Insider Trading, Shadow Trading, Rule 10b-5, Rule 10b5-2, Fiduciary, Securities Law, Securities and Exchange Commission (SEC), Loophole, Investors, Nonpublic Information


Shadow trading is a lucrative way to exploit a loophole in insider trading law. Insiders abuse this loophole to make six-figure profits and escape liability when done at the right companies. Those who shadow trade use material, nonpublic information to trade not in the securities of their own company, which would be illegal, but in the securities of a closely related company where the information is just as impactful. Efforts to close this loophole rely on the individual insider trading policies of the involved companies. These policies vary in language, making liability for shadow trading dependent on specific language or “magic words” within any given company’s policy. This leaves half of insiders free to shadow trade while the rest will be liable for insider trading. A clear rule prohibiting shadow trading is needed to adequately protect investors and the market as a whole.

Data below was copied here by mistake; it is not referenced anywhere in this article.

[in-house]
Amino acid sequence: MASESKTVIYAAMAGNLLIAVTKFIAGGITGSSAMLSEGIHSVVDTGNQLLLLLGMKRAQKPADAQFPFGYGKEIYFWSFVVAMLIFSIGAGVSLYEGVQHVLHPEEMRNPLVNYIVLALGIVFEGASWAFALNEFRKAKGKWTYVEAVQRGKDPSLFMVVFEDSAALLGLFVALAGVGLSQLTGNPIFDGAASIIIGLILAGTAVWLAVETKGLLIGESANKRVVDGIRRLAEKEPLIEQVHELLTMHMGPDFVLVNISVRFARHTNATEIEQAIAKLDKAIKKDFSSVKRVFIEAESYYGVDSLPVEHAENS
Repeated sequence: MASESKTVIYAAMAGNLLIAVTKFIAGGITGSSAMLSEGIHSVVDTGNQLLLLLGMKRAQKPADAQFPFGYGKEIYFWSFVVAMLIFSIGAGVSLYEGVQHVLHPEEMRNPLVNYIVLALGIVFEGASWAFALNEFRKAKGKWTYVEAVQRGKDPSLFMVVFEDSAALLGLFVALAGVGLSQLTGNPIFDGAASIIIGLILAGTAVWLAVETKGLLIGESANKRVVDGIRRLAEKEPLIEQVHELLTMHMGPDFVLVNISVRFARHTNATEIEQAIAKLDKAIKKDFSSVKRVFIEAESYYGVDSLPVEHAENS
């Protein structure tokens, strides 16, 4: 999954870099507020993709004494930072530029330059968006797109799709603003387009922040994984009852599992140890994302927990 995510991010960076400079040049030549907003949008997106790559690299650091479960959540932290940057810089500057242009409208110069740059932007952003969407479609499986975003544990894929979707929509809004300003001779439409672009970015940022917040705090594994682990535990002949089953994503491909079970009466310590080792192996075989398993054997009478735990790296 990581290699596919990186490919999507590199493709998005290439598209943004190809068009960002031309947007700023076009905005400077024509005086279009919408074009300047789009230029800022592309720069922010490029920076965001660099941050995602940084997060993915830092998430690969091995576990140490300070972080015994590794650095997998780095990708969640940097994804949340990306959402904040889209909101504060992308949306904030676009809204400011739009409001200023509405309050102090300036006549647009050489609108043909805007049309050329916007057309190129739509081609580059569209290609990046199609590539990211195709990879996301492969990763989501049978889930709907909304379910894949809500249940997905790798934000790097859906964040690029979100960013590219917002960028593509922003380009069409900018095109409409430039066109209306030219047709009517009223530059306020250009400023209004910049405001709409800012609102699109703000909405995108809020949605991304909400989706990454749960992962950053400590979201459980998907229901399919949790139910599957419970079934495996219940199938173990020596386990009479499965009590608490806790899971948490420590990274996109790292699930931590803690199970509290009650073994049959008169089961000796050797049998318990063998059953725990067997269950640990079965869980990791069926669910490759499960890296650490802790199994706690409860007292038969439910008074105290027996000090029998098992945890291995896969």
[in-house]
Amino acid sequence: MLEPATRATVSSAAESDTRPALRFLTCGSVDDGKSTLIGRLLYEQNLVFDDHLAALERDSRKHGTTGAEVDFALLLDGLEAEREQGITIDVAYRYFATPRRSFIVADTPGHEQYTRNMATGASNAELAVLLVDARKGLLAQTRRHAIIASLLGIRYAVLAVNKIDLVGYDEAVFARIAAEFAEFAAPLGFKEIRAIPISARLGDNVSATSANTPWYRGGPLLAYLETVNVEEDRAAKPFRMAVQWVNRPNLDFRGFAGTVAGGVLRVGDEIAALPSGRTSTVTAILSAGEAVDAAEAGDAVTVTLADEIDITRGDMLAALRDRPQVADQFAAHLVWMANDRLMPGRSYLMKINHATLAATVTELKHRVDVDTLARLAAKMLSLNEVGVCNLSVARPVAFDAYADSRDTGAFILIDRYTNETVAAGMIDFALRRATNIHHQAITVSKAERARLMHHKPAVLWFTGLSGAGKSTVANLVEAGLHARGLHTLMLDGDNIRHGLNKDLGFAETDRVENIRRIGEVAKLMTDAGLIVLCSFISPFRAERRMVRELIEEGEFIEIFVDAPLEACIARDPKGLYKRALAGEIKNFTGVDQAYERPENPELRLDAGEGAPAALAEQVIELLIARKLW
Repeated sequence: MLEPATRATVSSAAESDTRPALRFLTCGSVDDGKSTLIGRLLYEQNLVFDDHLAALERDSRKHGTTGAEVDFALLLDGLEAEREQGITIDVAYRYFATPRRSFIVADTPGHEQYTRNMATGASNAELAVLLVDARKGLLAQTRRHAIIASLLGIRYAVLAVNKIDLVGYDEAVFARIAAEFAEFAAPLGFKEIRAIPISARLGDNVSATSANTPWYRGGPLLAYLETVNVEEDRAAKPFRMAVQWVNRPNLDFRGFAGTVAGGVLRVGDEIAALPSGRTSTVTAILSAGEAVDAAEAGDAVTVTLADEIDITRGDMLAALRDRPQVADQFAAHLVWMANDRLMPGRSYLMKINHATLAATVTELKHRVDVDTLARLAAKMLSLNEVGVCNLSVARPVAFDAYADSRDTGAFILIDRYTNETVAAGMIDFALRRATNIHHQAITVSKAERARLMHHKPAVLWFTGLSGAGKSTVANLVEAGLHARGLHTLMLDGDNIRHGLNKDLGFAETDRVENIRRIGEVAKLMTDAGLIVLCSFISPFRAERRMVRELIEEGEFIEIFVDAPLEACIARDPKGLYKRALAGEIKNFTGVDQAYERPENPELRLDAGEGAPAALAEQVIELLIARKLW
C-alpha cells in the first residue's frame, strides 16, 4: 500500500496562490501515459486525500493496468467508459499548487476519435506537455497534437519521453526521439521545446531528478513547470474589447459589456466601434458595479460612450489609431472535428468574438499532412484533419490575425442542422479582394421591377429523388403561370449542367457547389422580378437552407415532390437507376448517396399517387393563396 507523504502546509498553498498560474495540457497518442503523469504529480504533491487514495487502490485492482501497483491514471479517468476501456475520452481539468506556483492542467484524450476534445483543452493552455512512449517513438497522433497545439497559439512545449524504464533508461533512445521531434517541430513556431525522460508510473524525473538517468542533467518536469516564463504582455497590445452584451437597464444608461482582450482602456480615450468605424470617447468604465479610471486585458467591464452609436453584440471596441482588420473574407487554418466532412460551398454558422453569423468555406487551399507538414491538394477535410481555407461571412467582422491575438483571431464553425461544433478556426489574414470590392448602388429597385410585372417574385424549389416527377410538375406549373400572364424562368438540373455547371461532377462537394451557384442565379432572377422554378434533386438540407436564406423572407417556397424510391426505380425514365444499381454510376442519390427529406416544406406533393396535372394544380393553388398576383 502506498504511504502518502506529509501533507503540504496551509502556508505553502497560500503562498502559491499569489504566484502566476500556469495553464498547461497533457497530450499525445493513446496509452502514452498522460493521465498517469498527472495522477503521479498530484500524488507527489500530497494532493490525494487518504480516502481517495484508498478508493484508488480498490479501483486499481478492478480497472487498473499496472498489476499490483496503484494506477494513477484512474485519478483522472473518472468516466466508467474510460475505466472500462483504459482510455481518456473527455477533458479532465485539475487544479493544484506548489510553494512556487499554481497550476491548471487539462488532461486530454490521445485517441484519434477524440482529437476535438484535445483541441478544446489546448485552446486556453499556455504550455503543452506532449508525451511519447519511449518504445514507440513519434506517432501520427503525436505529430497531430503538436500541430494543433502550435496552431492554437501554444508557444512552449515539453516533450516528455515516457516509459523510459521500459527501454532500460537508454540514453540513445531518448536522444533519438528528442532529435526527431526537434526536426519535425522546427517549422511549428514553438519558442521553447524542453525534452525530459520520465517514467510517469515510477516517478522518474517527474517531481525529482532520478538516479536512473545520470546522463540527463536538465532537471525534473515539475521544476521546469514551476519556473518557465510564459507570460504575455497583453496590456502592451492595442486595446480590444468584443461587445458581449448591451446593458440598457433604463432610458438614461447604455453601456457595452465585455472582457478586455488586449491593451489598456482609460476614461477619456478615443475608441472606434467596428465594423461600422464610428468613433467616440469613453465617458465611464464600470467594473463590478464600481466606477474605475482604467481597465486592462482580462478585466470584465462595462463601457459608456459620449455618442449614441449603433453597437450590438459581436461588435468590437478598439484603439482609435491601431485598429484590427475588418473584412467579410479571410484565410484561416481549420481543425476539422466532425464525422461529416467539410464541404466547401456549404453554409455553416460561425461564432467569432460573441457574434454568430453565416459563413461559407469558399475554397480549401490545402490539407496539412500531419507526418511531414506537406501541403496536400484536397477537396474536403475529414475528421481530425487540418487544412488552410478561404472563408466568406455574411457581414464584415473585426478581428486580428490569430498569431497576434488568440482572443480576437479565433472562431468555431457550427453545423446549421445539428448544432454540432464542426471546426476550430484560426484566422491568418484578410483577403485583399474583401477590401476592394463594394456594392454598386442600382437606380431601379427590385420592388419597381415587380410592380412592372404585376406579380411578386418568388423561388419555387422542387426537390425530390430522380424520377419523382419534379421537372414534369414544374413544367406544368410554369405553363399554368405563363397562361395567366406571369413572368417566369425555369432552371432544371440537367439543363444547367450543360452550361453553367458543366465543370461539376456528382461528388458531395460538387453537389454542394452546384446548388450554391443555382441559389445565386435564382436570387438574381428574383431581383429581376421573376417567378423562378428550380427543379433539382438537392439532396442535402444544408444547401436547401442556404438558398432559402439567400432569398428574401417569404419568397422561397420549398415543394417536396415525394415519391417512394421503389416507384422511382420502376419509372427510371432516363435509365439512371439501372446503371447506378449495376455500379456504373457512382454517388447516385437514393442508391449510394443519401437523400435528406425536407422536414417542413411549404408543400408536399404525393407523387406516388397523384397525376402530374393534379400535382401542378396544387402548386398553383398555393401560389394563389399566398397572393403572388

Insider trading is regulated to protect investors from ending up on the wrong side of an unfair trade due to insiders possessing material, nonpublic information. This regulation, in turn, promotes confidence in the market, keeping investors from refusing to participate in what would be a rigged game without it. Amending Rule 10b5-2 to create an additional circumstance where a duty of trust and confidence exists when possessing material, nonpublic information affecting a closely related company is necessary to uphold the protection of investors and market integrity which is the basis of insider trading law.



To view the content in your browser, please download Adobe Reader or, alternately,
you may Download the file to your hard drive.

NOTE: The latest versions of Adobe Reader do not support viewing PDF files within Firefox on Mac OS and if you are using a modern (Intel) Mac, there is no official plugin for viewing PDF files within the browser window.